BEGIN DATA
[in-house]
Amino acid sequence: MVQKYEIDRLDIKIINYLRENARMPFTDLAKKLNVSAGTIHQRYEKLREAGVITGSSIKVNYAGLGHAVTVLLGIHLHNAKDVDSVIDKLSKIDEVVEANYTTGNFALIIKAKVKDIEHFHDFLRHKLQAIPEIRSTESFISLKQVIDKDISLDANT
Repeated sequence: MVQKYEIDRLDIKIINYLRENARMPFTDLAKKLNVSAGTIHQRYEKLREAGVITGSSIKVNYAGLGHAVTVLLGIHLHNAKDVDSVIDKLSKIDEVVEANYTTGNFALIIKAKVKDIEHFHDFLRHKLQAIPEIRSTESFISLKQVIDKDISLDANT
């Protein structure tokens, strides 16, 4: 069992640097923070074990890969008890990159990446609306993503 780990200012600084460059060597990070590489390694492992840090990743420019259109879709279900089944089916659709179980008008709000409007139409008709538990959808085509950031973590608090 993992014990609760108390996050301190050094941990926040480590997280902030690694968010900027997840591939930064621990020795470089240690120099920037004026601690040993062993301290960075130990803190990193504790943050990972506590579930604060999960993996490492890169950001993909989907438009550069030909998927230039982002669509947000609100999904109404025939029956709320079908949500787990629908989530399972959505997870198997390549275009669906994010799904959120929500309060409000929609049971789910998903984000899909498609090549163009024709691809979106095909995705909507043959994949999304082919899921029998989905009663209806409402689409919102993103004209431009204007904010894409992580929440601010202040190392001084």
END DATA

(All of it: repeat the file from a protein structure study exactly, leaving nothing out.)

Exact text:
[in-house]
Amino acid sequence: MVQKYEIDRLDIKIINYLRENARMPFTDLAKKLNVSAGTIHQRYEKLREAGVITGSSIKVNYAGLGHAVTVLLGIHLHNAKDVDSVIDKLSKIDEVVEANYTTGNFALIIKAKVKDIEHFHDFLRHKLQAIPEIRSTESFISLKQVIDKDISLDANT
Repeated sequence: MVQKYEIDRLDIKIINYLRENARMPFTDLAKKLNVSAGTIHQRYEKLREAGVITGSSIKVNYAGLGHAVTVLLGIHLHNAKDVDSVIDKLSKIDEVVEANYTTGNFALIIKAKVKDIEHFHDFLRHKLQAIPEIRSTESFISLKQVIDKDISLDANT
């Protein structure tokens, strides 16, 4: 069992640097923070074990890969008890990159990446609306993503 780990200012600084460059060597990070590489390694492992840090990743420019259109879709279900089944089916659709179980008008709000409007139409008709538990959808085509950031973590608090 993992014990609760108390996050301190050094941990926040480590997280902030690694968010900027997840591939930064621990020795470089240690120099920037004026601690040993062993301290960075130990803190990193504790943050990972506590579930604060999960993996490492890169950001993909989907438009550069030909998927230039982002669509947000609100999904109404025939029956709320079908949500787990629908989530399972959505997870198997390549275009669906994010799904959120929500309060409000929609049971789910998903984000899909498609090549163009024709691809979106095909995705909507043959994949999304082919899921029998989905009663209806409402689409919102993103004209431009204007904010894409992580929440601010202040190392001084």